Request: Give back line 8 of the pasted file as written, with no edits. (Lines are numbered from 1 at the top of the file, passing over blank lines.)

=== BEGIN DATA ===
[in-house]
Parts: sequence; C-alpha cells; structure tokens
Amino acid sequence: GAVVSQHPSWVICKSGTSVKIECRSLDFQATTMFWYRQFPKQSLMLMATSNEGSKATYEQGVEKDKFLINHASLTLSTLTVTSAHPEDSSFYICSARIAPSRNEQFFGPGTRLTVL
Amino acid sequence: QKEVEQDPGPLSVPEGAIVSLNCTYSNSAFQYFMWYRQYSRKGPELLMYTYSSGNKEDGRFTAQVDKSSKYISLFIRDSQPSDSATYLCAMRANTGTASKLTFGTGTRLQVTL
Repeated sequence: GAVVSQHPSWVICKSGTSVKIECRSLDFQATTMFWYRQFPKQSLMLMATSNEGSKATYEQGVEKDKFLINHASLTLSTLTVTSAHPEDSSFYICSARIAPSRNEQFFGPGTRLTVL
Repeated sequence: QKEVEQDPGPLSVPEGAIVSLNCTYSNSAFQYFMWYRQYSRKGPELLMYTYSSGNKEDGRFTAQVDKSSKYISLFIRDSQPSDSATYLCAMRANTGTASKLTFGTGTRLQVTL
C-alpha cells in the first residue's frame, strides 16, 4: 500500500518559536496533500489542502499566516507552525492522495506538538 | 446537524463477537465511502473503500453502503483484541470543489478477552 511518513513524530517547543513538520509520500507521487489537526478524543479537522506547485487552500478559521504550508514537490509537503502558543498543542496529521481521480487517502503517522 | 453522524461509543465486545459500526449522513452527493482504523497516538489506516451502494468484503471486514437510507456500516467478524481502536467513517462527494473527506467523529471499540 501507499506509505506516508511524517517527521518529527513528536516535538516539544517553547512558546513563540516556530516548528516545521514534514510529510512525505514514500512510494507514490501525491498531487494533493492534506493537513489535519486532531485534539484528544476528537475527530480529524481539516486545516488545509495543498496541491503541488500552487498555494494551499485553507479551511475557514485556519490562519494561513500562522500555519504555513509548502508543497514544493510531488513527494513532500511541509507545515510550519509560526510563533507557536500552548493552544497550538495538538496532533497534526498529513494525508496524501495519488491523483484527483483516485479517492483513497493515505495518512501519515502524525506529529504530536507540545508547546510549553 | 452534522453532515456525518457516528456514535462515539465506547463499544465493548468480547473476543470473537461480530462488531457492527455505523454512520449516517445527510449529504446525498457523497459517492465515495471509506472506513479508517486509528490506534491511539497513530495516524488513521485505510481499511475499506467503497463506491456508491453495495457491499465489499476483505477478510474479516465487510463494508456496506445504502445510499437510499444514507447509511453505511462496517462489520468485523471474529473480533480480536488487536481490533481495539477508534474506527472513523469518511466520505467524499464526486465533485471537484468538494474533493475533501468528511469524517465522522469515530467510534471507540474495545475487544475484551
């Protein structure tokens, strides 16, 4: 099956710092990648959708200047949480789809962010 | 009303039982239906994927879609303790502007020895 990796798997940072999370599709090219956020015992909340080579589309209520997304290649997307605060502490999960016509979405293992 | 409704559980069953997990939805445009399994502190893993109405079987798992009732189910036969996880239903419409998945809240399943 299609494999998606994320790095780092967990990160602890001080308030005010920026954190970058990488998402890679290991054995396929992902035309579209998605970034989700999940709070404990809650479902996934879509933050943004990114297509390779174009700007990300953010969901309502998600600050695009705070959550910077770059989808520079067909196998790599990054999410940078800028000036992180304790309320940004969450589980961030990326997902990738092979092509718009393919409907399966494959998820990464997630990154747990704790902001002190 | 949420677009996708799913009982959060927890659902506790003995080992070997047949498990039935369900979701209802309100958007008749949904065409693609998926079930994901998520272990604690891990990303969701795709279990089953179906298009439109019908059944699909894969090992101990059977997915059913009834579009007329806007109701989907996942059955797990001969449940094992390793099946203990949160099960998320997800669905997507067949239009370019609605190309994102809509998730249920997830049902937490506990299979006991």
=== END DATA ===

């Protein structure tokens, strides 16, 4: 099956710092990648959708200047949480789809962010 | 009303039982239906994927879609303790502007020895 990796798997940072999370599709090219956020015992909340080579589309209520997304290649997307605060502490999960016509979405293992 | 409704559980069953997990939805445009399994502190893993109405079987798992009732189910036969996880239903419409998945809240399943 299609494999998606994320790095780092967990990160602890001080308030005010920026954190970058990488998402890679290991054995396929992902035309579209998605970034989700999940709070404990809650479902996934879509933050943004990114297509390779174009700007990300953010969901309502998600600050695009705070959550910077770059989808520079067909196998790599990054999410940078800028000036992180304790309320940004969450589980961030990326997902990738092979092509718009393919409907399966494959998820990464997630990154747990704790902001002190 | 949420677009996708799913009982959060927890659902506790003995080992070997047949498990039935369900979701209802309100958007008749949904065409693609998926079930994901998520272990604690891990990303969701795709279990089953179906298009439109019908059944699909894969090992101990059977997915059913009834579009007329806007109701989907996942059955797990001969449940094992390793099946203990949160099960998320997800669905997507067949239009370019609605190309994102809509998730249920997830049902937490506990299979006991």